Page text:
Soundtrack: The Breeders– Title TK
Don’t have much time tonight–and I don’t know what I was thinking of, planning to discuss Madcap when we’re on the verge of a major(minor)holiday! (no day off, but a lot of comics specials, over the years–i think that ought to qualify Hallowe’en for major-minor status, no?). I don’t know why I love the autumn festival so much, because I hate dressing up, and I’m not into horror–I think it might all be traceable to those Marvel/DC Rutland/Halloween stories, which I’ll discuss tomorrow night… Plus the Great Pumpkin, of course… In the meantime, check out this site, devised by a native Rutlander!
And before I go, I wanted to take this opportunity to address a couple of things that have come up via e-mail:
First, here’s a little something I received moments ago:
I really think you should go back and reread those (DeMatteis Captain Americas). Sure, the whole “old Cap” gets a little wonky, but that battle-to-the-death with the Red Skull was amazing, and the Deathlok story was amazing. And Bernie’s a heck of an interesting character. Add in the last good run of art (the Mike Zeck issues) on the title until, arguably, Ron Garney, and I think JM’s run was much stronger than Gruenwald’s (with the exception of the Operation: Galactic Storm issues, which was a fantastic storyline).
I’d love to see more of why you think JM’s role sucked.
I’m not exactly sure who sent me this, but it’s certainly worth responding to!
1–you’re right, I should probably have gone back and re-read those issues, if I wanted to go around shooting my mouth off about them, but the damage is done now (and I have read them, although, much like the Jack Kirby issues that Forager loves so dearly, it’s been a long time, and my opinions are bound to show the rust that has built up on them since 1989).
2.One thing I do remember very well is how much I hated the Cap/Red Skull confrontation that my esteemed interlocutor praises. I have never liked the whole “hero-villain relationship as twisted love affair” type of story, and this one represents the apotheosis of that tradition. I’ll have to admit here, (if it wasn’t already obvious) that I’ve never had the slightest interest in villains, and I don’t care how the Red Skull got to be his bad-ass self. As far as I’m concerned, he’s just an allegorical necessity (like Moby Dick), not a three-dimensional character (I think Darren Madigan just gave up on me entirely, but that probably can’t be helped at this point). Of course, there are a few “villains” that I have been able to motivate myself to think about for what they are in themselves–like Magneto, some of the members of the Serpent Society (especially Diamondback, obviously), the Mimic, Madcap, the Swordsman, and Kang/Rama-Tut/Immortus–you know, vacillators like that. But those “evil/ambition incarnate” characters (including Dr. Doom, Red Skull, Mandarin, Kang-when-he’s-just-Kang, most of the biggies, really) are just so many white whales to me…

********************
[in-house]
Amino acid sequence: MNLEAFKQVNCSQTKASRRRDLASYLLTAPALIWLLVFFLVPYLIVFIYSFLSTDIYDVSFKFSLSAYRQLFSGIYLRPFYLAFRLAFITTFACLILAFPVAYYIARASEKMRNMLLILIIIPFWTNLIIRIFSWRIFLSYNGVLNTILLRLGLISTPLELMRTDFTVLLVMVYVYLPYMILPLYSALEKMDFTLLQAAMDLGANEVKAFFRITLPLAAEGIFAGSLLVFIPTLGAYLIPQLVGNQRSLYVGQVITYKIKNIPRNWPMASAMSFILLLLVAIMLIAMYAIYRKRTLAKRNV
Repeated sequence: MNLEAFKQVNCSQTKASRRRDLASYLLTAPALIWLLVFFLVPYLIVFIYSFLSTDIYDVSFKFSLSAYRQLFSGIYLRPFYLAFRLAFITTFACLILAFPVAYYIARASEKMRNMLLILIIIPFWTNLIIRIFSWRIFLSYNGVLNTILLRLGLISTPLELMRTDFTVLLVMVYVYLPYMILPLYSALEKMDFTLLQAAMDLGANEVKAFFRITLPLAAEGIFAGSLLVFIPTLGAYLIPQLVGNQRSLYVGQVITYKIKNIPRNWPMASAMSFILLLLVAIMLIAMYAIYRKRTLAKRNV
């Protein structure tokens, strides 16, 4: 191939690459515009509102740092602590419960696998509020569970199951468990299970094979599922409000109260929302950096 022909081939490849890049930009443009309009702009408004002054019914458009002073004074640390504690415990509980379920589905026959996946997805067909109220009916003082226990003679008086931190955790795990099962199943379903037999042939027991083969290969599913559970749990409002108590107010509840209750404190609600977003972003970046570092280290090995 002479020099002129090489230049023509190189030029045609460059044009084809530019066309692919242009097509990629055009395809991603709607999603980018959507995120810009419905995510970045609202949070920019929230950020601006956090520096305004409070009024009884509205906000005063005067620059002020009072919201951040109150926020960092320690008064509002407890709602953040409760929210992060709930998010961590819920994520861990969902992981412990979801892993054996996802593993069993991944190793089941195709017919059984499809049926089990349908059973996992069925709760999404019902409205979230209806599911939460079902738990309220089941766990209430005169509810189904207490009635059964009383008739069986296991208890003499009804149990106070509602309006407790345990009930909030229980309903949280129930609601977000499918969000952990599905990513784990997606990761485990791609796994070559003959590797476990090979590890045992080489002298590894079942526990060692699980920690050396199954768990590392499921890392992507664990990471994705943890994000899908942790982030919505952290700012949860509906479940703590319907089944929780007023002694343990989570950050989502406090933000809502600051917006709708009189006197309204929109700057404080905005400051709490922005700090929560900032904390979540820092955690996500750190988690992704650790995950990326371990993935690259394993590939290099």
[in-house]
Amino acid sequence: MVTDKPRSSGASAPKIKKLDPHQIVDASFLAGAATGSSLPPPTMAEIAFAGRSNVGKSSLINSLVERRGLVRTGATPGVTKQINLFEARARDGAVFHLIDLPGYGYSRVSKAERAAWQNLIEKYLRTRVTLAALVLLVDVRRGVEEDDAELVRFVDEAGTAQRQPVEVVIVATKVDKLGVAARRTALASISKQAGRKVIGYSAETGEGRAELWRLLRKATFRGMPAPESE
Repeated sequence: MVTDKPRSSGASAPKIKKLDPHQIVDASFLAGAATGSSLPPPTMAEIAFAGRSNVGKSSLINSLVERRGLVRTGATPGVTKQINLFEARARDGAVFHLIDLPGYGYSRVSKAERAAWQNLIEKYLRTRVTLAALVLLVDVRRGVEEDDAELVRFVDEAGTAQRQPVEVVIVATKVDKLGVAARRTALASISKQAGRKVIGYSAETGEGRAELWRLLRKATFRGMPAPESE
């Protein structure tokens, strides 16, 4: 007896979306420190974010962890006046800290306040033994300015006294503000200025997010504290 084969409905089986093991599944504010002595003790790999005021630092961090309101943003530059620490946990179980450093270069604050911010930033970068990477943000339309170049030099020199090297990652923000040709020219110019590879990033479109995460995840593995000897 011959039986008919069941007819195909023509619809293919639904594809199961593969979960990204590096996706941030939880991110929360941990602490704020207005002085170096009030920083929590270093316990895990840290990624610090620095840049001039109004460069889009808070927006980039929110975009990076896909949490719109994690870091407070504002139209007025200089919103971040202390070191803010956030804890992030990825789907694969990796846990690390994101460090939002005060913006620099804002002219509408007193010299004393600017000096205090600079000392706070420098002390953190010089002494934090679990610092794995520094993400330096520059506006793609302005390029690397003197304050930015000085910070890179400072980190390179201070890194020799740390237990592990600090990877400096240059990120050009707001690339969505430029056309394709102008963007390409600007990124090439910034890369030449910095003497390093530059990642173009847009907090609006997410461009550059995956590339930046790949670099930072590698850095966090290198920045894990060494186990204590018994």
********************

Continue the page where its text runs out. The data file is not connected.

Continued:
2.Bernie Rosenthal is pretty cool, I’ll give ya that. And even though Stern & Byrne introduced her, DeMatteis deserves credit for developing her into one of the more interesting supporting characters in the Marvel Universe.
3.But what’s all this about Zeck being the only good artist to work on Cap in the 80’s? I don’t hate Zeck, but I much prefer Kieron Dwyer. Am I alone here?